And second? It’s dressy in nature when you consider the 7-row steel bracelet, but then it has that mix of arrow/numeral indices and “Self-winding” text that appears to smile up at the wearer. The watch is going to fit a lot of wrists with a steel case of 39mm. It’s a time and date watch powered by the caliber T601 movement, with a power reserve of approximately 38 hours.

This piece also comes in a variety of sizes ranging from 28mm to 41mm and can be paired with various straps from Tudor. If you didn’t know, Tudor is a sister company to Rolex. They make many incredible watches, and what I love is that you get that Rolex quality but at a more affordable price. By the way, the watch is called 1926 because that’s the year Tudor was founded by Hans Wilsdorf.

9. Nomos Tangente (ref. #101)

Nomos Tangente (ref. #101)

Can we take a quick moment to thank Nomos for that easy-to-remember and, most importantly, short reference number? Other companies can learn from Nomos’ ways (looking at you, Omega). The first German watch to be discussed today, the Tangente’s unique design makes this a winner to me.

Dimensions are great: 35mm case diameter, 6.2mm thick, and only 45mm lug-to-lug. A quick note: the lug-to-lug measurement is important when discussing the wearability of a watch because a large size here can make the timepiece hang off either side of your wrist. In other words, it’s the length from the bottom of the lug to the top.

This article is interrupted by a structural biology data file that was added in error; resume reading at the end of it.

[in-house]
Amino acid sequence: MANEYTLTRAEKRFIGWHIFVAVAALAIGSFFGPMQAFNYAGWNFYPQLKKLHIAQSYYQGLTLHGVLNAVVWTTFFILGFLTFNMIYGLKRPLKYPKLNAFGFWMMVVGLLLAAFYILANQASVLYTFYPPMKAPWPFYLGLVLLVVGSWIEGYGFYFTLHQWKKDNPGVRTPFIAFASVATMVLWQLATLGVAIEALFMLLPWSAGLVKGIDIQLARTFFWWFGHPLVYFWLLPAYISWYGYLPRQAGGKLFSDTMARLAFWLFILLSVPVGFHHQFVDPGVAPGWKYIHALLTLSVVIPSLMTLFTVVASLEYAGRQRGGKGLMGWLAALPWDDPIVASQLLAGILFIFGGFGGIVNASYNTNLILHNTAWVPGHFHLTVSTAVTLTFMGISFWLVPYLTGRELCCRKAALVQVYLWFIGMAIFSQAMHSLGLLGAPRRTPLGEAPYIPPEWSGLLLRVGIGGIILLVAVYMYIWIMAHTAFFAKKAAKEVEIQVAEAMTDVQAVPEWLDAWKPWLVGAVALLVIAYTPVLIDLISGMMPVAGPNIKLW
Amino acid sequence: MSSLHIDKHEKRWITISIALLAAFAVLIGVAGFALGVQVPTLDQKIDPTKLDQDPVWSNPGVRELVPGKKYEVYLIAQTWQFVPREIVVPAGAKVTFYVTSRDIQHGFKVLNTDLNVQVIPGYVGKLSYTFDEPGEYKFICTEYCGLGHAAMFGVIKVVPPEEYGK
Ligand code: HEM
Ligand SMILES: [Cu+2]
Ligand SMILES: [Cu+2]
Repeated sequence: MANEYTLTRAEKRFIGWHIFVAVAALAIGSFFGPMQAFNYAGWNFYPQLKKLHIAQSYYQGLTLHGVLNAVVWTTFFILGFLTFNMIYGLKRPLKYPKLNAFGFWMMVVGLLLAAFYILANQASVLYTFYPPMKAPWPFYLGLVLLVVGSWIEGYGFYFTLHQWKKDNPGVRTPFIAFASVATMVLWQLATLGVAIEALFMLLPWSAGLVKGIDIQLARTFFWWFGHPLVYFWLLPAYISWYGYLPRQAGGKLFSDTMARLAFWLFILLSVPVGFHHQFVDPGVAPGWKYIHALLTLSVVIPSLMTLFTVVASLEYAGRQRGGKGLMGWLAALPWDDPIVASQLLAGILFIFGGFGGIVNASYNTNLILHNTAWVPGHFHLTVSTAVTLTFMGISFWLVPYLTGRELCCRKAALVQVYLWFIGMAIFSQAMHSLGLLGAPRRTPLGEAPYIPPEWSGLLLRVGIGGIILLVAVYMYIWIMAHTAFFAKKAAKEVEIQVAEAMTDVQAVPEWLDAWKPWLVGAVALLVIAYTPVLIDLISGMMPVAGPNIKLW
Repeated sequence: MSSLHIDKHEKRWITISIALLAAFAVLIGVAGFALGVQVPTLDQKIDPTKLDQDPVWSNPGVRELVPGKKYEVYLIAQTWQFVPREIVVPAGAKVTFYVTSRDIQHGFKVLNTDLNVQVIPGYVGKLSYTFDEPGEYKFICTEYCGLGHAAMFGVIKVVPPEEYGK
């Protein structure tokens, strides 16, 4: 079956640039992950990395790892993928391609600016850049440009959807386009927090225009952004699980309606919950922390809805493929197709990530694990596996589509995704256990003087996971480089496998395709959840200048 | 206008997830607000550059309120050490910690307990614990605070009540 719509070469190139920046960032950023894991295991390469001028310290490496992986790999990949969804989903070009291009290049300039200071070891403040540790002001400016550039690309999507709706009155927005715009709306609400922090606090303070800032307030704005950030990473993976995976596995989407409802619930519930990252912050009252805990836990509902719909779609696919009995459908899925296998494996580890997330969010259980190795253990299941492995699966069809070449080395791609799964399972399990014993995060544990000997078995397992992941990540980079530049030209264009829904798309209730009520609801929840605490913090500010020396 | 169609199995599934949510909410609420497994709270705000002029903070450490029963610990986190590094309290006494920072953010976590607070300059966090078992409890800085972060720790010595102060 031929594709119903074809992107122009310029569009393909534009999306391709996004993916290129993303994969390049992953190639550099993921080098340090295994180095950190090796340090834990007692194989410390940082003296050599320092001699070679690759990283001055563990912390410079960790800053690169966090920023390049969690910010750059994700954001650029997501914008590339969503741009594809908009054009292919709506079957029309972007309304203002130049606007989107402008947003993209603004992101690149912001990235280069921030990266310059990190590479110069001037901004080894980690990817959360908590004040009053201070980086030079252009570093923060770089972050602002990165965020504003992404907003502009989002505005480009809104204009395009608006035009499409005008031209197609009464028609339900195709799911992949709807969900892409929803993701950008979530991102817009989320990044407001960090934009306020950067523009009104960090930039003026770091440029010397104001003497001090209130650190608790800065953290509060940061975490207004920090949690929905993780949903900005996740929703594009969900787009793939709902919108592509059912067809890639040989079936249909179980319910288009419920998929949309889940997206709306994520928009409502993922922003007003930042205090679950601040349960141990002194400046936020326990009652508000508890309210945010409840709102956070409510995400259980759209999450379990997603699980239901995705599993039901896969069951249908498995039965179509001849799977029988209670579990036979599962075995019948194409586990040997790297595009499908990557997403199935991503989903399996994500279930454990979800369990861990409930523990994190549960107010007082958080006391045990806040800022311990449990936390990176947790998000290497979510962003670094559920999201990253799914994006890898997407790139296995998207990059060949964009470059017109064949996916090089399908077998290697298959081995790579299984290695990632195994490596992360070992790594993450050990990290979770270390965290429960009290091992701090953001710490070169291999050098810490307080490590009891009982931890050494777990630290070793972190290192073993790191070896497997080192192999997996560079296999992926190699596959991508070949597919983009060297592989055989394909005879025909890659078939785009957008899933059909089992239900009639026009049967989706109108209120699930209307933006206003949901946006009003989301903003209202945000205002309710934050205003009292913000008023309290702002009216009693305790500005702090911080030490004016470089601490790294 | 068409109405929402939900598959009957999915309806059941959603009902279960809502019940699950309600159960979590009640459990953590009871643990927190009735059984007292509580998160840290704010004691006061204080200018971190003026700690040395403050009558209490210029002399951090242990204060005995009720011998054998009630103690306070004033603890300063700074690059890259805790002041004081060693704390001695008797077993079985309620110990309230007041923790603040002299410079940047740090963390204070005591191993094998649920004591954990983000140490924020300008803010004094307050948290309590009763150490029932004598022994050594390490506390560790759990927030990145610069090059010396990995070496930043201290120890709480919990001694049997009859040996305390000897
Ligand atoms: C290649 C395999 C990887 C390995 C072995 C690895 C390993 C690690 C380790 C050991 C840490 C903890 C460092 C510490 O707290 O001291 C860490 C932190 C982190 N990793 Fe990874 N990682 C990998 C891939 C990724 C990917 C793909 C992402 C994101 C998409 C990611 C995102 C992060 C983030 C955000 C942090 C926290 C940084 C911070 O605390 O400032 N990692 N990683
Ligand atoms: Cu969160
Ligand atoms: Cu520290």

It’s powered by the caliber “alpha manual,” an in-house movement that is manual wind. This means that the wearer will need to wind the watch once every two days, according to Nomos. It has a small running seconds hand at the 6 o’clock position and the only text being “Nomos Glashutte” at 12 o’clock. It stays on the wrist with the help of a Horween Genuine Shell Cordovan black strap. Bravo Nomos, and please keep them coming.

10. Cartier Tank Must Watch Large (ref. #WSTA0041)

Cartier Tank Must Watch Large (ref. #WSTA0041)

I must confess something. I’ve been into watches for years, but until recently, I didn’t pay much attention to Cartier as a watch brand. That’s a mistake I’ll have to live with forever, but luckily, I’m on board now. The Cartier Tank Must Watch Large is beautiful, coming in steel with a case dimension of 33.7mm by 25.5mm and 6.6mm thick.

This model contains a high-autonomy quartz movement, although there are other options. The other quartz movement is the “small” version and has dimensions of 29.5mm by 22mm and 6.6mm thick. Lastly, there is an automatic option called the extra-large model. It has a case size of 41mm by 31mm and a thickness of 8.4mm, all while being the only option with a date function.